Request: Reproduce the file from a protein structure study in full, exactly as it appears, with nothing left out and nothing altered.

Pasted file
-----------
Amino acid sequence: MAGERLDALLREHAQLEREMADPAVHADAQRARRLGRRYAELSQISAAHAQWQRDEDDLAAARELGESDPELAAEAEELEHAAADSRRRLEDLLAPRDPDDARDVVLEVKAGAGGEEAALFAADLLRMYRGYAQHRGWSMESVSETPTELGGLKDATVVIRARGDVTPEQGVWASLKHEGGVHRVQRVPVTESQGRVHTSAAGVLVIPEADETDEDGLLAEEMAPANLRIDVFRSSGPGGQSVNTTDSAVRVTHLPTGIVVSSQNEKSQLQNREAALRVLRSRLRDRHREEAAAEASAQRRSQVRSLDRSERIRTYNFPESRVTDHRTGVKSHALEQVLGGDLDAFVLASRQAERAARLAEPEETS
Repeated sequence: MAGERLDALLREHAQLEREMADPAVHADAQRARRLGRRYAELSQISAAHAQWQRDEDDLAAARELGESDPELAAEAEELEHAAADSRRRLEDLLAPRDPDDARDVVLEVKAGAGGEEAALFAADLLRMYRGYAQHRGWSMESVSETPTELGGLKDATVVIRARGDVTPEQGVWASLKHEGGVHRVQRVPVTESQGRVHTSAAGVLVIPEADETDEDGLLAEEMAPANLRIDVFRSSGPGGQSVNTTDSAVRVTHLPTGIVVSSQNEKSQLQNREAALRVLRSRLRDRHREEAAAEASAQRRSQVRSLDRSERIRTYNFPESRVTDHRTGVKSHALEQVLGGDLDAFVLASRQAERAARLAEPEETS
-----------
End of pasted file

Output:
Amino acid sequence: MAGERLDALLREHAQLEREMADPAVHADAQRARRLGRRYAELSQISAAHAQWQRDEDDLAAARELGESDPELAAEAEELEHAAADSRRRLEDLLAPRDPDDARDVVLEVKAGAGGEEAALFAADLLRMYRGYAQHRGWSMESVSETPTELGGLKDATVVIRARGDVTPEQGVWASLKHEGGVHRVQRVPVTESQGRVHTSAAGVLVIPEADETDEDGLLAEEMAPANLRIDVFRSSGPGGQSVNTTDSAVRVTHLPTGIVVSSQNEKSQLQNREAALRVLRSRLRDRHREEAAAEASAQRRSQVRSLDRSERIRTYNFPESRVTDHRTGVKSHALEQVLGGDLDAFVLASRQAERAARLAEPEETS
Repeated sequence: MAGERLDALLREHAQLEREMADPAVHADAQRARRLGRRYAELSQISAAHAQWQRDEDDLAAARELGESDPELAAEAEELEHAAADSRRRLEDLLAPRDPDDARDVVLEVKAGAGGEEAALFAADLLRMYRGYAQHRGWSMESVSETPTELGGLKDATVVIRARGDVTPEQGVWASLKHEGGVHRVQRVPVTESQGRVHTSAAGVLVIPEADETDEDGLLAEEMAPANLRIDVFRSSGPGGQSVNTTDSAVRVTHLPTGIVVSSQNEKSQLQNREAALRVLRSRLRDRHREEAAAEASAQRRSQVRSLDRSERIRTYNFPESRVTDHRTGVKSHALEQVLGGDLDAFVLASRQAERAARLAEPEETS